BRIDGETOWN, Barbados – Climate change is not and has never been simply an environmental issue – the impact of our changing planet reaches far beyond weather patterns and into our personal lives, affecting physical and mental health.
A panel including youth leaders, climate experts and medical professionals, emphasised this on Tuesday at the youth forum of the Caribbean Development Bank’s (CDB’s) 52nd Annual Meeting, pointing to myriad ways in which climate change can affect health in communities across the region.
Their comments came during the first-panel discussion of the forum entitled ‘Caribbean Youth for Innovation and Resilience (Youth FIRE)’ which was conceptualised by youth advocates and leaders across the region. The panellists, speaking on the topic climate change and health, addressed the lived reality for Caribbean youth in particular, in facing accelerated climate change and its attendant impacts on health.
“We need to know that climate change is a cross-cutting issue. It’s not just something that the environment world has to tackle. It affects every single person in many different ways,” stressed Jamilla Sealy, a long-standing member and leader within the Caribbean Youth Environment Network.
This was underscored by Dr Quacy Grant, a medical doctor, and president of the Guyana National Youth Council, who spoke of the health risks and impacts of recent flooding in his native Guyana.
“Currently in Guyana we are experiencing some flooding and with flooding we have risks for diseases such as leptospirosis, we have the vector-borne diseases… That makes up the physical aspect that can make people ill. But we also have the mental health issues that the persons would go through. Because of the flooding they would have to think about displacement. If their homes are flooding, they would have to move out. They become… anxious and fearful, not certain of the future, not certain of tomorrow,” he stated.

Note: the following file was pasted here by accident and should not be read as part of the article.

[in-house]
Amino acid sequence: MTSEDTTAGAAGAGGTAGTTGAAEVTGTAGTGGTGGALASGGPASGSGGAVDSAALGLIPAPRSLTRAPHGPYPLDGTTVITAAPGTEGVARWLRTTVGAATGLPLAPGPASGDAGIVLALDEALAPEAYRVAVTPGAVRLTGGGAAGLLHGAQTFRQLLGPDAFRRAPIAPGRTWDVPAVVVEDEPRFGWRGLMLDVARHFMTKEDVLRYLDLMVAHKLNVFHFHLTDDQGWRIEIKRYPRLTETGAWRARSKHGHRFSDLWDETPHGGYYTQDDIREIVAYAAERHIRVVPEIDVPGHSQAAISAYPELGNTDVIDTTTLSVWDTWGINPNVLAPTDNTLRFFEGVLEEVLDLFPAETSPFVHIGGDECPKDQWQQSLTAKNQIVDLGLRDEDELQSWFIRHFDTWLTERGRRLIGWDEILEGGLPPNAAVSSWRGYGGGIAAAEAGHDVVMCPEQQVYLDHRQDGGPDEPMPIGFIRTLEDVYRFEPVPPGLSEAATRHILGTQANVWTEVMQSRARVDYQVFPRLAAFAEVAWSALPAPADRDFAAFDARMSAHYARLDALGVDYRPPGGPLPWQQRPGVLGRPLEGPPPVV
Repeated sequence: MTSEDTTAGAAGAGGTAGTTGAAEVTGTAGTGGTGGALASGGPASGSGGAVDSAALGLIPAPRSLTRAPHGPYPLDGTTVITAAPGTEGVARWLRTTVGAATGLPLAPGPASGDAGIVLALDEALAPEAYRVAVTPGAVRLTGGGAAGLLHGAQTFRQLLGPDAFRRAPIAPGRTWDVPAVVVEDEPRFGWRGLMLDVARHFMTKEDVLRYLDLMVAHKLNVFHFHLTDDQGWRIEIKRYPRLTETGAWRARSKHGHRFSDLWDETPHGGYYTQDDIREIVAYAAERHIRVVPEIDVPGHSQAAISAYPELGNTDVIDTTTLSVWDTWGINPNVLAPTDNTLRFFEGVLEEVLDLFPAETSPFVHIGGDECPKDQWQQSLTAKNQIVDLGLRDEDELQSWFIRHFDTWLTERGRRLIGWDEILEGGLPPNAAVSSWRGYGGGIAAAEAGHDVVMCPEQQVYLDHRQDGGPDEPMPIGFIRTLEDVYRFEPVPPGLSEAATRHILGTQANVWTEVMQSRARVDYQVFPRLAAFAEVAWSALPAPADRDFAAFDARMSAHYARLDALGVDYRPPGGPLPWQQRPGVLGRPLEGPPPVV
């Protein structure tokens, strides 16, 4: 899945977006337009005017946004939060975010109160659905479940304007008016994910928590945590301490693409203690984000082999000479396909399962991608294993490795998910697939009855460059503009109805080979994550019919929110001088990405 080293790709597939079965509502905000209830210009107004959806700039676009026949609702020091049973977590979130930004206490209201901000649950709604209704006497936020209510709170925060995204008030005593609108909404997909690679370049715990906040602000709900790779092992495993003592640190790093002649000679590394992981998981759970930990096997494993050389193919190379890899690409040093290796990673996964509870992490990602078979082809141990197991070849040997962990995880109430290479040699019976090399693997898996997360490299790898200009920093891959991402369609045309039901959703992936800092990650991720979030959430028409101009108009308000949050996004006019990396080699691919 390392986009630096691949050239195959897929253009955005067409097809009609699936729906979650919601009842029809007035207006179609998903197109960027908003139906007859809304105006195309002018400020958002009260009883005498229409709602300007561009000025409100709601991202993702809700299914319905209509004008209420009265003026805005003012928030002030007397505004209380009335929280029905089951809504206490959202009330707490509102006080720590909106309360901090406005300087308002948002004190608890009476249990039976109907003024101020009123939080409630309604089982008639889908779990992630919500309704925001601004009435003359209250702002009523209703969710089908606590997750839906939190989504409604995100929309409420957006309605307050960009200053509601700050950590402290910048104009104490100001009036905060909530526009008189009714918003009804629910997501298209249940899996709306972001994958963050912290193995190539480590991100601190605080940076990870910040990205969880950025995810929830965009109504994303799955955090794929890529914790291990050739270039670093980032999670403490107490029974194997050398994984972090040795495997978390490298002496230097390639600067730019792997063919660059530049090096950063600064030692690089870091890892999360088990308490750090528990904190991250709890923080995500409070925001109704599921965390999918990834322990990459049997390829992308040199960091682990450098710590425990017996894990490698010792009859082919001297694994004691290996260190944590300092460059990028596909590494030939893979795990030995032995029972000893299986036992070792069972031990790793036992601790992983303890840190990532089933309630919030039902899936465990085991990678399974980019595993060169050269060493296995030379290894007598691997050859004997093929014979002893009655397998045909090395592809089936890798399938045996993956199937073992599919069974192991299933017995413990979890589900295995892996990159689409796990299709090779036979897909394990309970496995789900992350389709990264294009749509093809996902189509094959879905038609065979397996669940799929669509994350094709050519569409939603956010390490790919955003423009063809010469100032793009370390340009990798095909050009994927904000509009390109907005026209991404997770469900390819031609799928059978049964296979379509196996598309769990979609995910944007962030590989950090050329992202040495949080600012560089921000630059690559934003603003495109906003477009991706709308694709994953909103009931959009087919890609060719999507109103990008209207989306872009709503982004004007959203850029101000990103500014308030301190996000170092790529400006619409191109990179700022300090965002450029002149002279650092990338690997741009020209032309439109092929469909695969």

He added that for this reason “we have to remember … as we link health to climate change, we cannot take the person out of the environmental context in which that person lives.”
Sealy flagged that this was an issue not well enough appreciated and understood by the public, mentioning a recent survey conducted by the CYEN.
“In the last weekend, the CYEN in Barbados did a survey on climate justice and… from what I’ve seen, only 21.5 percent of the 300 persons that were surveyed noted that they thought that health was an impact of climate change, so I believe maybe they’re not as aware of the impacts and might not include mental health as an issue. That is one thing we would all need to work on,” noted the CYEN representative.
Executive director of the Caribbean Community Climate Change Centre (CCCCC), Dr Colin Young highlighted such work, specifically a project which CCCCC is currently working on to help improve adaptation to how the changing climate impacts health.
“The centre is currently working with The Bahamas and Trinidad and Tobago in implementing a Green Climate Fund project that is looking at how do we develop a climate-resilient health system. In The Bahamas one of the deliverables … is going to be an electronic public health surveillance system that will improve the efficient monitoring and management of health issues amplified by climate change… [such as] the incidence of cholera, the incidence of dengue, of malaria that tend to accompany the floods that are increasing in both frequency and intensity,” he outlined.
The panel was moderated by Dr Keron Niles, lecturer in the Institute of International Relations at the University of the West Indies.